Abstract of the Dissertation
A Collective Inquiry Response to High-Stakes Accountability
Claremont Graduate University: 2005
This study examined the practices of schools that demonstrated remarkable growth in student achievement in response to high-stakes performance accountability, despite a legacy of low performance and challenges of high-poverty, high-minority, and high English learner populations. Three schools were selected for study from an urban school district, based on demographic criteria, growth in academic achievement, and stability in leadership. The study compared findings from research on successful school improvement practices with practices identified by school leaders as having contributed to growth. The processes of collective inquiry used to operationalize these practices were examined in detail.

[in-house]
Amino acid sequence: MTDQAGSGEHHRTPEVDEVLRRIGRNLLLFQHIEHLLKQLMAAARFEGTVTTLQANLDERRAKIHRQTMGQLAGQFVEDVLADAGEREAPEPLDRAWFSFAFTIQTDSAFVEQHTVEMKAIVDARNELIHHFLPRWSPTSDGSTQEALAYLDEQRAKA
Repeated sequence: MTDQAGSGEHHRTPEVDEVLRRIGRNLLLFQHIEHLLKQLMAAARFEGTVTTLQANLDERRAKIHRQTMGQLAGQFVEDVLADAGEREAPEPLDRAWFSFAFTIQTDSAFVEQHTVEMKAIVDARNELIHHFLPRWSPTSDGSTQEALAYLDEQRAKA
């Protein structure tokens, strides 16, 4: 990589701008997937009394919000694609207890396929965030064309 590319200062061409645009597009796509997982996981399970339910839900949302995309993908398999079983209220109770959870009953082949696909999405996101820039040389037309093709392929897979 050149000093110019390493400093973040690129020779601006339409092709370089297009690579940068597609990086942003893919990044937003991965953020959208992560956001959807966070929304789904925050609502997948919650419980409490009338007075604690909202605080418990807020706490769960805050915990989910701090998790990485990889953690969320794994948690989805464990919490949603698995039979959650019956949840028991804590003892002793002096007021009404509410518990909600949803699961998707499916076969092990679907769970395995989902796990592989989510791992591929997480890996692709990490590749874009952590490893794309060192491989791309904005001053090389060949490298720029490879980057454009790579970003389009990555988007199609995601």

Interviews, observations, and document reviews were conducted in a descriptive, holistic, multiple-case study research design. Data were analyzed quantitatively and qualitatively using the computer software NUD*IST QSR6 to aid in coding, analysis, and generation of reports. The results were reported overall, by case, and by respondent groups- lead teachers and principals.
The results confirmed the importance of Shared Purpose/Focus on Results, Data Use, Collaboration, Professional Development, and Leadership, which were derived form the literature on school improvement. The findings identified three additional practices- District Direction/Support, Parent Involvement, and Expectations/Success Culture.